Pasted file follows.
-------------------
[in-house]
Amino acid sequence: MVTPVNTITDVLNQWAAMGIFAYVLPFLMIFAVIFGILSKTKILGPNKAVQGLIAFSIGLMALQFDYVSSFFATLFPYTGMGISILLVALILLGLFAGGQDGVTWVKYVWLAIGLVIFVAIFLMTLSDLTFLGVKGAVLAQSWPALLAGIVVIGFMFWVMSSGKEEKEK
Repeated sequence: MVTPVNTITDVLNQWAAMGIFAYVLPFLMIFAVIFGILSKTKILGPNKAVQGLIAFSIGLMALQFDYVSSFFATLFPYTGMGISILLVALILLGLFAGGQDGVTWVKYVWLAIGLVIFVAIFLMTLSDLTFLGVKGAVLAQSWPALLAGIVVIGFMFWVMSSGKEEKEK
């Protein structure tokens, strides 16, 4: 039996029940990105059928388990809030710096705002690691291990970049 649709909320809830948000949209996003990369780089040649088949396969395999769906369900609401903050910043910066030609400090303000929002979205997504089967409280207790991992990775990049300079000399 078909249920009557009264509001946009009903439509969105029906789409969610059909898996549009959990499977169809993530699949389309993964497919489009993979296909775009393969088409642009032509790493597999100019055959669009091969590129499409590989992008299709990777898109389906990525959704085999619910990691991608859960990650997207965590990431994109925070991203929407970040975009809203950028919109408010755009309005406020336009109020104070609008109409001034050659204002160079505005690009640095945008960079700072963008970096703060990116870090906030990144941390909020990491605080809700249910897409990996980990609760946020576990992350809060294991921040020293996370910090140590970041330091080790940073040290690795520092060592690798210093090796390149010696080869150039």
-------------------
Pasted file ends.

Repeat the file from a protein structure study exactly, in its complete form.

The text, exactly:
[in-house]
Amino acid sequence: MVTPVNTITDVLNQWAAMGIFAYVLPFLMIFAVIFGILSKTKILGPNKAVQGLIAFSIGLMALQFDYVSSFFATLFPYTGMGISILLVALILLGLFAGGQDGVTWVKYVWLAIGLVIFVAIFLMTLSDLTFLGVKGAVLAQSWPALLAGIVVIGFMFWVMSSGKEEKEK
Repeated sequence: MVTPVNTITDVLNQWAAMGIFAYVLPFLMIFAVIFGILSKTKILGPNKAVQGLIAFSIGLMALQFDYVSSFFATLFPYTGMGISILLVALILLGLFAGGQDGVTWVKYVWLAIGLVIFVAIFLMTLSDLTFLGVKGAVLAQSWPALLAGIVVIGFMFWVMSSGKEEKEK
């Protein structure tokens, strides 16, 4: 039996029940990105059928388990809030710096705002690691291990970049 649709909320809830948000949209996003990369780089040649088949396969395999769906369900609401903050910043910066030609400090303000929002979205997504089967409280207790991992990775990049300079000399 078909249920009557009264509001946009009903439509969105029906789409969610059909898996549009959990499977169809993530699949389309993964497919489009993979296909775009393969088409642009032509790493597999100019055959669009091969590129499409590989992008299709990777898109389906990525959704085999619910990691991608859960990650997207965590990431994109925070991203929407970040975009809203950028919109408010755009309005406020336009109020104070609008109409001034050659204002160079505005690009640095945008960079700072963008970096703060990116870090906030990144941390909020990491605080809700249910897409990996980990609760946020576990992350809060294991921040020293996370910090140590970041330091080790940073040290690795520092060592690798210093090796390149010696080869150039």